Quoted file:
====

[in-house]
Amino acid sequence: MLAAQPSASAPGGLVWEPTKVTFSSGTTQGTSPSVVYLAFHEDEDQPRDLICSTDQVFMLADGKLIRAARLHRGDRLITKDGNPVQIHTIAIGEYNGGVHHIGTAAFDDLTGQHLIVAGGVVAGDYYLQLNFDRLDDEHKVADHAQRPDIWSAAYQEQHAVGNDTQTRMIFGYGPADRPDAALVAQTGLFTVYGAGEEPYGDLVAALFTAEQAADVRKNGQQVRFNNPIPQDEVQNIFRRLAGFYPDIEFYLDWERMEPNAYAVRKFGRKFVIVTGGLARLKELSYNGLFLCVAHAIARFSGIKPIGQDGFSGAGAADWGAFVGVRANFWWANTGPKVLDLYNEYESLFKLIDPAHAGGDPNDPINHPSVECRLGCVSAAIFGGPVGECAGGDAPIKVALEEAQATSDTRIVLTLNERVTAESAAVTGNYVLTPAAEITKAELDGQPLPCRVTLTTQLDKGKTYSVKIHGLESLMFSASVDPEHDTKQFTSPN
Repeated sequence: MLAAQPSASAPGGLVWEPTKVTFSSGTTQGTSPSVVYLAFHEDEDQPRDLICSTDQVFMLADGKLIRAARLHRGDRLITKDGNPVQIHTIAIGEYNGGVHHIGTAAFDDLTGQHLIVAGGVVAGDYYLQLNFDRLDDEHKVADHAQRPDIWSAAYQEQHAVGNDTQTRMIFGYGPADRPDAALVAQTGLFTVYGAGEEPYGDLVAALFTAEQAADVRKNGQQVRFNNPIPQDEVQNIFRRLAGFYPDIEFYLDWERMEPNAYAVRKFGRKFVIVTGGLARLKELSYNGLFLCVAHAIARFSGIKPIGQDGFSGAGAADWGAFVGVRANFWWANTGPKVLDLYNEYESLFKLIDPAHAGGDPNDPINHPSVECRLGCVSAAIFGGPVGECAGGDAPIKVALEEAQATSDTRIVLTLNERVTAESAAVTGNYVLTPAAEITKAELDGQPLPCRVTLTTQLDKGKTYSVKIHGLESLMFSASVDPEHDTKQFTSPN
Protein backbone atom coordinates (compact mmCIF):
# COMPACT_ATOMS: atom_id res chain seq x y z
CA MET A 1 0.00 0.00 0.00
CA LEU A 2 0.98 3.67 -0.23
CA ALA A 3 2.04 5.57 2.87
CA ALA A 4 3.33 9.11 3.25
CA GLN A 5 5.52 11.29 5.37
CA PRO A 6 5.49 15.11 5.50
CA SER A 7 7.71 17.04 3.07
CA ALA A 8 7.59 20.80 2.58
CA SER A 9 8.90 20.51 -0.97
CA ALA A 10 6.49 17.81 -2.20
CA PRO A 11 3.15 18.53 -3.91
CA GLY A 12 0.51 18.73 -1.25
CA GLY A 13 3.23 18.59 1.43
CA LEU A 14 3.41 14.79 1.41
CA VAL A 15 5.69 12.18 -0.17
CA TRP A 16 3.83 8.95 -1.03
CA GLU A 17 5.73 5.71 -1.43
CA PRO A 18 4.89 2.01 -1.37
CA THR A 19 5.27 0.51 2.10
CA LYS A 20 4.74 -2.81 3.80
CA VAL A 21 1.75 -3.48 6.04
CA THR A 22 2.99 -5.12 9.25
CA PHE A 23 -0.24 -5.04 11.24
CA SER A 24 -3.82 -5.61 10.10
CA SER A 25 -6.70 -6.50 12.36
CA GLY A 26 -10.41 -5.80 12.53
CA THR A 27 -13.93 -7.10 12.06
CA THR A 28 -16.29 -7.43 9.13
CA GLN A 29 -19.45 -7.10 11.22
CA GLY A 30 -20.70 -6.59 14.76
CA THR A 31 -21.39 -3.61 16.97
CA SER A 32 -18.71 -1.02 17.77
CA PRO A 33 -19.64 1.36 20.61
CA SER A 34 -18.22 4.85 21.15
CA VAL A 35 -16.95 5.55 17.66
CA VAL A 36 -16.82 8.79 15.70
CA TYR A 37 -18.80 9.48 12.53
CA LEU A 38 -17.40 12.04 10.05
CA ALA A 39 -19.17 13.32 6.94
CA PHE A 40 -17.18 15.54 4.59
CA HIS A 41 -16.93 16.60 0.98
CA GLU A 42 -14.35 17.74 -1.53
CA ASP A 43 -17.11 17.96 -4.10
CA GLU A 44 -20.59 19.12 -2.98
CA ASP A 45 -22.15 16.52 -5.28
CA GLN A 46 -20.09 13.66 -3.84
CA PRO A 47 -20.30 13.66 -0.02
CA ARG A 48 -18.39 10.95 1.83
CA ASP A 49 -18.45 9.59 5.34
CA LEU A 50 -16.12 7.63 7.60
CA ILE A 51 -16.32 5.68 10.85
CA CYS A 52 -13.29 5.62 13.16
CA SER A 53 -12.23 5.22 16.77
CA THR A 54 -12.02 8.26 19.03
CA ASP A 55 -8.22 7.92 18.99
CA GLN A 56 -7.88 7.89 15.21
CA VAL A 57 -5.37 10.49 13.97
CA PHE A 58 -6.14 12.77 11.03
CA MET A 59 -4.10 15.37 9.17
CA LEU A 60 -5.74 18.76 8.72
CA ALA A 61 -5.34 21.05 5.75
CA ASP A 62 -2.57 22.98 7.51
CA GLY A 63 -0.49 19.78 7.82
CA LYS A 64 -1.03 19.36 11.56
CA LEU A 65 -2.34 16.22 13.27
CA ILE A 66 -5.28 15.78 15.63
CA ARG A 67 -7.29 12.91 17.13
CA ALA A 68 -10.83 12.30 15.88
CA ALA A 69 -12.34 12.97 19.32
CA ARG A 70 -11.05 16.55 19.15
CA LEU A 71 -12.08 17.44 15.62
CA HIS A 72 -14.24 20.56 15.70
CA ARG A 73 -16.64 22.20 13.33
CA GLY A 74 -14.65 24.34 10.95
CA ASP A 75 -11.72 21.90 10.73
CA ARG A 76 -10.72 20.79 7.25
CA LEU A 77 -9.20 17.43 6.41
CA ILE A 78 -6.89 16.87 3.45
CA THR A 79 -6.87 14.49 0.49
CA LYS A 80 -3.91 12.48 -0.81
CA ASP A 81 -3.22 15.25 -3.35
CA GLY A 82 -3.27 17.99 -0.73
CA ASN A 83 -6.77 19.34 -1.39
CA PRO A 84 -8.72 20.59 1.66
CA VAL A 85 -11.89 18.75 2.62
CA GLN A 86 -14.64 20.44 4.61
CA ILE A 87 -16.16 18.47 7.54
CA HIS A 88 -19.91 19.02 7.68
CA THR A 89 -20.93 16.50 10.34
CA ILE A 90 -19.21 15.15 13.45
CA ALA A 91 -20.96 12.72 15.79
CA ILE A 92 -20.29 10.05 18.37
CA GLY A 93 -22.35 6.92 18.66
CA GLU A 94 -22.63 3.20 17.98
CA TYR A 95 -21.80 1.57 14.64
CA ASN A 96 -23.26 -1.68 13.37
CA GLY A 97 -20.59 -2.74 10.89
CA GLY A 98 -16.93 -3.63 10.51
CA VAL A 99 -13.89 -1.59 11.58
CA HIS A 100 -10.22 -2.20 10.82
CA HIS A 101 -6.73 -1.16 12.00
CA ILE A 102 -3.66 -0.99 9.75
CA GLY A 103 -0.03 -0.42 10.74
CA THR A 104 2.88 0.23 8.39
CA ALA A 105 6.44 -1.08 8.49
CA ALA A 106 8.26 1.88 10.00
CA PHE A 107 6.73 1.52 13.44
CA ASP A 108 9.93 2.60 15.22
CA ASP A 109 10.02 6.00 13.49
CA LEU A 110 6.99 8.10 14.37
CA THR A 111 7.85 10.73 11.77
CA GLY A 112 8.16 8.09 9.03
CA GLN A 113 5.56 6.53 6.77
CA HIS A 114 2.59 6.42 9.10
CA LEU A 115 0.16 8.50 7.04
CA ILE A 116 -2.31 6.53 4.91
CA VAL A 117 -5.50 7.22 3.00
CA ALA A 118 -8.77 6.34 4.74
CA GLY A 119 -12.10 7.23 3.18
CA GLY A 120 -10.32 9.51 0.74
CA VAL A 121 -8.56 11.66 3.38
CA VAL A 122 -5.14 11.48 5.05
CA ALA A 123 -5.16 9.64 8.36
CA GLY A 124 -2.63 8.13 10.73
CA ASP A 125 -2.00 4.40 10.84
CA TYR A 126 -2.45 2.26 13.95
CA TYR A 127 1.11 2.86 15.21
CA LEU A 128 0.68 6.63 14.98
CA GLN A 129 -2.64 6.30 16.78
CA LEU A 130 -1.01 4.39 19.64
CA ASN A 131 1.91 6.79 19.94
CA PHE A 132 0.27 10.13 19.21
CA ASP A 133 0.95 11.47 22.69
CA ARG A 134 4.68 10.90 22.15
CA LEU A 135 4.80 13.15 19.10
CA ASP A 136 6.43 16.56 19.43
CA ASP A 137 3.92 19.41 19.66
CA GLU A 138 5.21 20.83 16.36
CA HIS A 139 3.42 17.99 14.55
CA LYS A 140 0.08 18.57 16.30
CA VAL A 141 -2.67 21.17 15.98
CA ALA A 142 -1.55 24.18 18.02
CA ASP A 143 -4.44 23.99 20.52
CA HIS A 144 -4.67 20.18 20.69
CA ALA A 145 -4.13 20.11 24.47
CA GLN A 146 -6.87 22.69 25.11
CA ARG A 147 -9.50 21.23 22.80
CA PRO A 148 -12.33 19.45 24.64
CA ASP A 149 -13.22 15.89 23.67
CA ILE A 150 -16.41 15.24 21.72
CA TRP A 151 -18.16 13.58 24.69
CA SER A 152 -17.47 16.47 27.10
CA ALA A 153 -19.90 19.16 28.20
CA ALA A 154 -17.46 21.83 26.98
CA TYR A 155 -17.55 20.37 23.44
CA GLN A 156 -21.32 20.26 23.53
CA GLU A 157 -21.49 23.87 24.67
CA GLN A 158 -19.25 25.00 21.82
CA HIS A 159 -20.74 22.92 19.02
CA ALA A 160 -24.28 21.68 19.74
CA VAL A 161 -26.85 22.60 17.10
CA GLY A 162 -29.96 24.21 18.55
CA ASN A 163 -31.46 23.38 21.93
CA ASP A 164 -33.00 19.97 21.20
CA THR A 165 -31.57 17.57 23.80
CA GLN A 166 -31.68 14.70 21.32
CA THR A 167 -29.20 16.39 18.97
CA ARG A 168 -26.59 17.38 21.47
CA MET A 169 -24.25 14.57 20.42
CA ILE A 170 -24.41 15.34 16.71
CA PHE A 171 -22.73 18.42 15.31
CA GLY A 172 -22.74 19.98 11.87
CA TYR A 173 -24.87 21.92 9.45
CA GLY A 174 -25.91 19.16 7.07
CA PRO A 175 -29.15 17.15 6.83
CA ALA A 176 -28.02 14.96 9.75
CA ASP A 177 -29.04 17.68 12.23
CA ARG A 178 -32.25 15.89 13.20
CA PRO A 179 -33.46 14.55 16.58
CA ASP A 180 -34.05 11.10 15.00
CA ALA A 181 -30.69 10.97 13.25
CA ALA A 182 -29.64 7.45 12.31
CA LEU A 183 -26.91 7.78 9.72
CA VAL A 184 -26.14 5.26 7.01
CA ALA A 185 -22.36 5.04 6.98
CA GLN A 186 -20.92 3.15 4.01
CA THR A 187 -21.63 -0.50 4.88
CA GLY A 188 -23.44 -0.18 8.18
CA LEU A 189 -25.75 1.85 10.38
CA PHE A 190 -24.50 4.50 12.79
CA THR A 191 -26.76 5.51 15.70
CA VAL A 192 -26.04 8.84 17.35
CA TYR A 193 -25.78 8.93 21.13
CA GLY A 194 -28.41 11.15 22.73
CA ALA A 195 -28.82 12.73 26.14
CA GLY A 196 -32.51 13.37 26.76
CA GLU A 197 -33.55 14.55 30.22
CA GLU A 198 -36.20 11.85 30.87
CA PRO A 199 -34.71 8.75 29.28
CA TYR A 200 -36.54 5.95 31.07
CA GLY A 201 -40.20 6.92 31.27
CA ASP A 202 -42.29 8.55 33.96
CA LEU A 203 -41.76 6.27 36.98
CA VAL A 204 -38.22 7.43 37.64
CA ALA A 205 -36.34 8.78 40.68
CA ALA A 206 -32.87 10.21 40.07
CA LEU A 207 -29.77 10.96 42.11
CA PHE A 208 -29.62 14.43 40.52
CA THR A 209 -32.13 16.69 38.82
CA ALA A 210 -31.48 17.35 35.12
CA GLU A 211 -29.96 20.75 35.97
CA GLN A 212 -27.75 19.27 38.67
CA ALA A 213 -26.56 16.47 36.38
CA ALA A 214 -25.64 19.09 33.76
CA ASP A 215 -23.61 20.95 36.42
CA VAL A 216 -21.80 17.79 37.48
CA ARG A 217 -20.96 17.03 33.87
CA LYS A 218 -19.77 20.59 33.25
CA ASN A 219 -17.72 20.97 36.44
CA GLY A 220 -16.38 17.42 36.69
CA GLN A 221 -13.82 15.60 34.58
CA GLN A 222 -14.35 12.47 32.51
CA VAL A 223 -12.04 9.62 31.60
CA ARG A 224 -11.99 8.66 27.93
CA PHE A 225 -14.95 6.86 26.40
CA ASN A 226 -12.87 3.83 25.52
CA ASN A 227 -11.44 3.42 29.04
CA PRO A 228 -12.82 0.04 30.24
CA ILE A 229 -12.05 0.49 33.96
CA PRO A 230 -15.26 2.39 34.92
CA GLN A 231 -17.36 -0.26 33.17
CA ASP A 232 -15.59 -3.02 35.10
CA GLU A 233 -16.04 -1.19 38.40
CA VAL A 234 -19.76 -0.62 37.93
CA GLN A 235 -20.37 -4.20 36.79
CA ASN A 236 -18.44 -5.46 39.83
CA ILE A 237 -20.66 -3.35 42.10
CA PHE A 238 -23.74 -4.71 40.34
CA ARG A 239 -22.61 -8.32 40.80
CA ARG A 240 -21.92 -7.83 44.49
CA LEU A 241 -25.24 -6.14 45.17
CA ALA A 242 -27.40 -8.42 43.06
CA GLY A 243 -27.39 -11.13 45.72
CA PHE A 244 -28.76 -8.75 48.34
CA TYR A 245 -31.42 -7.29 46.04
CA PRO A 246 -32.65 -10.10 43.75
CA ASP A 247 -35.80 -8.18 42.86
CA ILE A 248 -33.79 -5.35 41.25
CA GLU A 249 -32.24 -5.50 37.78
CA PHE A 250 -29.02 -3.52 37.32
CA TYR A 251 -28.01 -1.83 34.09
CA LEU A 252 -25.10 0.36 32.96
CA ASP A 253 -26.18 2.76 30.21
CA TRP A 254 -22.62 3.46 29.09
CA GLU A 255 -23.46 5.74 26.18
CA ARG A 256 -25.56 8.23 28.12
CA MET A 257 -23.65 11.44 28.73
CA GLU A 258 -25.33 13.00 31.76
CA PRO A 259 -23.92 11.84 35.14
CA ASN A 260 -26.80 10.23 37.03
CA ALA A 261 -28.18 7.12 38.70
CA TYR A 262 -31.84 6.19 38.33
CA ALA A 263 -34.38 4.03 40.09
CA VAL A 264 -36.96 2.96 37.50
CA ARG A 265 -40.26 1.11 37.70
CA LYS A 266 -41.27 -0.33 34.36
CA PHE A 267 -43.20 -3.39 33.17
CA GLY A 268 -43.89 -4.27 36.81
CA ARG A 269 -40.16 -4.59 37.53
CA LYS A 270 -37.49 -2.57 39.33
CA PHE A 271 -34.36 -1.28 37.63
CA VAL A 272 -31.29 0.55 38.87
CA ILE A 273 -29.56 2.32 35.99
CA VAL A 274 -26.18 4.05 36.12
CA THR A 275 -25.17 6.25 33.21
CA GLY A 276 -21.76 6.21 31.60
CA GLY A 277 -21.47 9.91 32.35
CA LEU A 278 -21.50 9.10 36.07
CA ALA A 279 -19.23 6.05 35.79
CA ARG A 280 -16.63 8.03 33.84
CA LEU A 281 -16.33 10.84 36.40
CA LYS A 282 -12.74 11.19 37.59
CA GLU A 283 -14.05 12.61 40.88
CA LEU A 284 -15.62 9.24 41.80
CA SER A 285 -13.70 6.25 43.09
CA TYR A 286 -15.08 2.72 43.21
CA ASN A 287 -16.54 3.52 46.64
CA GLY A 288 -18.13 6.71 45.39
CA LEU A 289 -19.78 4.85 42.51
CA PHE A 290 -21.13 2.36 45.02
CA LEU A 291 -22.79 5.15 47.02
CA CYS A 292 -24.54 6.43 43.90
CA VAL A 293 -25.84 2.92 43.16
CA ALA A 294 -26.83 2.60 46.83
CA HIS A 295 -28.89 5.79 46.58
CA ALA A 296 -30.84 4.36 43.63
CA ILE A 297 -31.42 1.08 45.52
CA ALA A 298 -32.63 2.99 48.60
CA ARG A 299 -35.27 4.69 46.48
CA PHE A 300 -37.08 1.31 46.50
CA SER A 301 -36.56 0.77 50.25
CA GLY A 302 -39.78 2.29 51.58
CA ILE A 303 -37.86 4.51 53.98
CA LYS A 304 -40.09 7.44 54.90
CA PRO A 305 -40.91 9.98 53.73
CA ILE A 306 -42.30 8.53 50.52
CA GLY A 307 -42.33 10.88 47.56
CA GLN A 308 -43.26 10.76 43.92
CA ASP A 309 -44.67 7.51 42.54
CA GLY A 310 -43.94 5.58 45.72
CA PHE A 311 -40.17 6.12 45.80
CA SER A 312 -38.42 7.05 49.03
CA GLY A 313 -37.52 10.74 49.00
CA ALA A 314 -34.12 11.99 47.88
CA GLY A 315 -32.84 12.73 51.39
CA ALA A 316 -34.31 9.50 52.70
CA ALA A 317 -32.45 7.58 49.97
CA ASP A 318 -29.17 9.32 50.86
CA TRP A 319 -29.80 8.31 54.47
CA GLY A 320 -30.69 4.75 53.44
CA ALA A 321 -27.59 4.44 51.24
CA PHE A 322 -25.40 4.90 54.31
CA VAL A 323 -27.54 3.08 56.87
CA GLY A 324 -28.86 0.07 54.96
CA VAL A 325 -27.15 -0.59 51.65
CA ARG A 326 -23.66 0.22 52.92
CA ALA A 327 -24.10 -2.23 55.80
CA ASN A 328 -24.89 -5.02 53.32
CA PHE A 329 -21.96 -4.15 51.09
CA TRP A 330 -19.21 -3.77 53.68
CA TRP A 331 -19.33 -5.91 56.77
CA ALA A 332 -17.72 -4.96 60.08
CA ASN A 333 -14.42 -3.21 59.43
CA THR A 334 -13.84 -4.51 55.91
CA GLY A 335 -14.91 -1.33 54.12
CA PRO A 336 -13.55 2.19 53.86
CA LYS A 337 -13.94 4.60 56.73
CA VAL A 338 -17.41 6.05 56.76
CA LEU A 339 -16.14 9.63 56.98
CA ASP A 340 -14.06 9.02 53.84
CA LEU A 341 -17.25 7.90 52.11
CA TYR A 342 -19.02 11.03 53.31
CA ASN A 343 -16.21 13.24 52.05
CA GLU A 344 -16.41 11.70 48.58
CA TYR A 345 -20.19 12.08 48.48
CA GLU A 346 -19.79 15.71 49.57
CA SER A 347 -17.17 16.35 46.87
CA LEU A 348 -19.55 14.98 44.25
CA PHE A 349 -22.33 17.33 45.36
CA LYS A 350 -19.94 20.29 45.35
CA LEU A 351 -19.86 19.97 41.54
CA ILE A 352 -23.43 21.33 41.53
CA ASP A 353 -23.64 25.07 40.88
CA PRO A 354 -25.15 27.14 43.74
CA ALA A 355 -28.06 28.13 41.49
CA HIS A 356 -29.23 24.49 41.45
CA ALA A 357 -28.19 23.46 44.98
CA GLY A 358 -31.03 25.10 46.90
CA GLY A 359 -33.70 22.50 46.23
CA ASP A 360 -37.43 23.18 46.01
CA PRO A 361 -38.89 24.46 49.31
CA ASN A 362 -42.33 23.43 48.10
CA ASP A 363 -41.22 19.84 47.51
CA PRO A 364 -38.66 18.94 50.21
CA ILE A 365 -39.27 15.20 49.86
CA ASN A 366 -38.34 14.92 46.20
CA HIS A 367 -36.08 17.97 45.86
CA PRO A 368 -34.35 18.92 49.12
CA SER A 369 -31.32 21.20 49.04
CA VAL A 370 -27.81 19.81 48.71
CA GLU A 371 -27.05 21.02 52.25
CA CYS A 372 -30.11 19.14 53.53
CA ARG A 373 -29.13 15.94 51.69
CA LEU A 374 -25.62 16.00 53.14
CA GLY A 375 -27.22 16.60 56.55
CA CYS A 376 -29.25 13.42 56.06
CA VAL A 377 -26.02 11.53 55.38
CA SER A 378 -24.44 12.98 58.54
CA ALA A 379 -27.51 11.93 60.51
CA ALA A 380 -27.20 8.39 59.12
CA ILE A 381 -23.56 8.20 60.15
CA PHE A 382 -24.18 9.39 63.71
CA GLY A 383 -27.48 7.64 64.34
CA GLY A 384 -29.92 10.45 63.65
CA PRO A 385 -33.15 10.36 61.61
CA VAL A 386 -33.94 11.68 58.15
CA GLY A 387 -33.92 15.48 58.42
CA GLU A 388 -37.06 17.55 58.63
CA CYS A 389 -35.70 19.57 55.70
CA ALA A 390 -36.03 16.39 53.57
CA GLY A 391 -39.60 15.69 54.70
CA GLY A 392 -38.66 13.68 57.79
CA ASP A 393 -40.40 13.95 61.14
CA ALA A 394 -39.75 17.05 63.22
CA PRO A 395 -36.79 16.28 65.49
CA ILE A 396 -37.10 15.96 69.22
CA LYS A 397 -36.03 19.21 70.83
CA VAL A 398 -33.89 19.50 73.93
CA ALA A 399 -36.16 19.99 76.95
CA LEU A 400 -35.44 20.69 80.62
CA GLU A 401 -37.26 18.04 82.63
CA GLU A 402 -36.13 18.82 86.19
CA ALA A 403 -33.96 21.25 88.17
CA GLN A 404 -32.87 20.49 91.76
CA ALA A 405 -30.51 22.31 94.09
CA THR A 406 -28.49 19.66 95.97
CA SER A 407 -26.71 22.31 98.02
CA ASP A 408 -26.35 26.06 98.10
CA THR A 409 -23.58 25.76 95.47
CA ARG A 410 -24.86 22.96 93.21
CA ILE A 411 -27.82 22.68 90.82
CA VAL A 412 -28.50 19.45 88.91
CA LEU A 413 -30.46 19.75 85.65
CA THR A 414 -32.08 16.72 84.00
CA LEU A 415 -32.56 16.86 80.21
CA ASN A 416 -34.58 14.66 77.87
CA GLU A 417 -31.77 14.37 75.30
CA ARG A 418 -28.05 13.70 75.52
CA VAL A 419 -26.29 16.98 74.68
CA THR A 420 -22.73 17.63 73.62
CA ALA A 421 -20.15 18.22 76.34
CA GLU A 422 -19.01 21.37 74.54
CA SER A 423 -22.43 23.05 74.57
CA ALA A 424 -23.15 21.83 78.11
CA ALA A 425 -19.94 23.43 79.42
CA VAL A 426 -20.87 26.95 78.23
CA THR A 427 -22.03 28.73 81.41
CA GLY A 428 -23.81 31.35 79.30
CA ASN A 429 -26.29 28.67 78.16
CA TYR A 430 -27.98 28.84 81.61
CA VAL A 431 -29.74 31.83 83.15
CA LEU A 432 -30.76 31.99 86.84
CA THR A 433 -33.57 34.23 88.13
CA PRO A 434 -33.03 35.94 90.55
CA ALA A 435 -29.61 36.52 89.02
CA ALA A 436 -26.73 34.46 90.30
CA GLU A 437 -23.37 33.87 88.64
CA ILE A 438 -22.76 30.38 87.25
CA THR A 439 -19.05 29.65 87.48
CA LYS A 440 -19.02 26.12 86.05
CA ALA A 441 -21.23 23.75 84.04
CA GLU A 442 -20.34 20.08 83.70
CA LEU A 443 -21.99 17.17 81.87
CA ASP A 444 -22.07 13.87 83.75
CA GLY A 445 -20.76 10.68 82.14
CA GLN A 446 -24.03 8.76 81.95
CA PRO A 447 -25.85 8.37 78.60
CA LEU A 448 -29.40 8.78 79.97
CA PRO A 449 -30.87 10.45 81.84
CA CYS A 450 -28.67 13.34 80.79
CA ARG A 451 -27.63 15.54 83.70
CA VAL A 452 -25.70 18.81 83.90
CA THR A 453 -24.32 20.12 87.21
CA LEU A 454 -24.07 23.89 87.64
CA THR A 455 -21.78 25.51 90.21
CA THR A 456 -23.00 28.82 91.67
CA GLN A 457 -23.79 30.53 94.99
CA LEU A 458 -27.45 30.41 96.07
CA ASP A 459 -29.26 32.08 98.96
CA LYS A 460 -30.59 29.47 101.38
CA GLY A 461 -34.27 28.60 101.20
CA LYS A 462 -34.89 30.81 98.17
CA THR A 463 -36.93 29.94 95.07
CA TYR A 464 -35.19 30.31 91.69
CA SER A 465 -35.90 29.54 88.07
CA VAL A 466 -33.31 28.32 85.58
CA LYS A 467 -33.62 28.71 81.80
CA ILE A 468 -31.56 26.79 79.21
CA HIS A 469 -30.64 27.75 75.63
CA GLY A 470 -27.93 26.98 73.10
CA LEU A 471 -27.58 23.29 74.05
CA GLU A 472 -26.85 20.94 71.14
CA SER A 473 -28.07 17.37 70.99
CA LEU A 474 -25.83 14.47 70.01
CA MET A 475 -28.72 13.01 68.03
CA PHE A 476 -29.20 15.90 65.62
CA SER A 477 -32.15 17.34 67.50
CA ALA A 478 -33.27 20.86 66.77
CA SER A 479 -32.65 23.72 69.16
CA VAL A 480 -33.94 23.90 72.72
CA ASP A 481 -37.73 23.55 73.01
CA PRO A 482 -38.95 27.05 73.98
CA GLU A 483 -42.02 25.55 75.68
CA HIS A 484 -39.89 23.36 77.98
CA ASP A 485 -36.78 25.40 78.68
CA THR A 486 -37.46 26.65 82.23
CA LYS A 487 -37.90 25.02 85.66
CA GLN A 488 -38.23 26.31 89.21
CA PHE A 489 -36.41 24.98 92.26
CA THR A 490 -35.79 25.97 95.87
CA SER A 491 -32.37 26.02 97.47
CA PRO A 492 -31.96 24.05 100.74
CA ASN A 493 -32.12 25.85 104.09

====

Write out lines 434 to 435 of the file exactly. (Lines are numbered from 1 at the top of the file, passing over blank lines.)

CA ASN A 429 -26.29 28.67 78.16
CA TYR A 430 -27.98 28.84 81.61